"Marlena is absolutely lacerating. The most accurate portrait I’ve read about angst, lust, boredom, and the blindness of youth. It isn’t merely a friendship chronicle, nor is it a profile of a doomed, beautiful girl. It’s the story of a haunting, about the ghosts that never release us and continue to define us. Julie Buntin’s command of her craft is so flawless you forget that it’s fiction. I binge-read Marlena - sick to my stomach, with equal parts fear and nostalgia- stunned that any of us made it out of our adolescence alive." –Stephanie Danler, author of Sweetbitter
"The true magic of Julie Buntin is she writes stories that feel like your own. This gorgeous, assured debut captures the romance of young friendship, cutting deep with the finest touch."–Julia Pierpont, author of Among the Ten Thousand Things
"Marlena slayed me. Gorgeously written, with a sense of place so perfect I didn't even have to close my eyes to pretend I was there, this novel is rich and sensuous and beautifully conceived. Buntin writes about the all-consuming bond between teenage girls with urgency and suspense and despair. I loved every word."–Anton DiSclafani, bestselling author of The After Party and The Yonahlossee Riding Camp for Girls
"In Marlena, Julie Buntin revitalizes a classic story making it all her own with sensuous, vibrant prose and a narrator who feels deeply even as she feints certain painful truths about herself. In these pages I not only saw my own story, I came to understand it better. Many readers will too. This is a fierce and gorgeous debut."–Edan Lepucki, bestselling author of California
Top customer reviews
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My heart broke for Marlena. Life isn't fair and some of us get dealt a tougher hand than others. Some kids have all this potential and no one to nurture them so it just goes wasted. It's awful.
My heart also broke for Kat as I know how crippling survivor guilt can be and how it can keep you from being happy because you think you don't deserve to be. You always think 'I should have done more'.
There is joy in the book too, that special feeling you get when you've found that friend, the one who intrigues you and turns the world into different colors then it was before.
Even though you know Marlena dies from the beginning of the book, it still affects you because the author drew her so vividly and you feel like you know her and then all that bright promise is snuffed out.
Why was I so upset about a character in a book? Because I've known a Marlena or two in my life and they are a part of who I am. The author mentions her friend Lea in the acknowledgements in the back of the book and I think that's why she starts the book with the quote "I'll make my report as if I told a story for I was taught as a child that truth is a matter of the imagination."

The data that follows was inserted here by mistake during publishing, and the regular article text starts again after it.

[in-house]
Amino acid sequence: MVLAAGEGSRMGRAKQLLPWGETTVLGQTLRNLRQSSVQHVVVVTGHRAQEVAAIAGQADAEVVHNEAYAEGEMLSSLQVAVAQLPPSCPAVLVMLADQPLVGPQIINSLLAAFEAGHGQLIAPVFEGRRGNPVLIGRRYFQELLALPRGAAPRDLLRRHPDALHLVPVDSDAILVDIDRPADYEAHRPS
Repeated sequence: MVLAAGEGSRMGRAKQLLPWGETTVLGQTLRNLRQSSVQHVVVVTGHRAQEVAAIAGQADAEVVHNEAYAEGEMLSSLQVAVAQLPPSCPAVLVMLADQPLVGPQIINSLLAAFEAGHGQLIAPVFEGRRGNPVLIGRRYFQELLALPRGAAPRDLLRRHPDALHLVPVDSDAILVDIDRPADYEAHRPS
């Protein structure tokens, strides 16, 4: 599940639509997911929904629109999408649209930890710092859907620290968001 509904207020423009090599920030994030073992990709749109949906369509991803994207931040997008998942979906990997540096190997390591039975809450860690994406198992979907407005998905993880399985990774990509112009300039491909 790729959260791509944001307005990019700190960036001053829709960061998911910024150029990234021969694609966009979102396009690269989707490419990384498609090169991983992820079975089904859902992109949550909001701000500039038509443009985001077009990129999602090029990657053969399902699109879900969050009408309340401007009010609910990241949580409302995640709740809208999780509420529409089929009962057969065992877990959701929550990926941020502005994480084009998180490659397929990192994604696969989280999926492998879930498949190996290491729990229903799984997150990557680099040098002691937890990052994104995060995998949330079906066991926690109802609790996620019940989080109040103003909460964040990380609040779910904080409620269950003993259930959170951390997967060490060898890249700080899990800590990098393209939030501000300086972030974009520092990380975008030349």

This book is for all the Marlena's out there who were trapped and for all the Kat's who got away and carried them forward with them in their hearts.
After being uprooted to a dismal Michigan town in the middle of nowhere, Cat is immediately drawn to her next-door neighbor, Marlena, who is everything she's not: beautiful, mysterious, daring, experienced. The two girls quickly become inseparable, and Cat's days and nights become a blur of drinking and drugs—ecstasy, meth, Oxys.
Cat recalls their times together years later as a 34-year-old adult. We know early on that Marlena died shortly after turning 18, and that Cat had been racked with survivor's guilt ever since. She admits to being an unreliable narrator, acknowledging that her memories are tainted by nostalgia, making Marlena out to be grander than she was.
Of course, this is often how memory and nostalgia function—the good cements into your mind while the bad is relegated to the back. There's a lot that was uncomfortably familiar about this book for me, and I suspect many female readers might feel the same way. Buntin really nails the experience of being a teenage girl in a rural town, when alcohol and drugs are all you have to break up the overwhelming monotony and angst. The sense of place she establishes is just as vivid and essential as the characters.
My one main critique of this book is that it gets a little clunky going back and forth from teenage Cat to adult Cat—the latter interrupting the flow of the former. But Buntin's writing is the kind I was able to immerse myself in, so that I smelled what Cat and Marlena smelled, tasted what they tasted, felt what they felt.
Most recent customer reviews
book to enjoy.
Fifteen year old Cat, her mom and brother, move further up the mitten in Michigan to a very small rural town. Not much to do there.Read more
I have to write more words but what else is there to say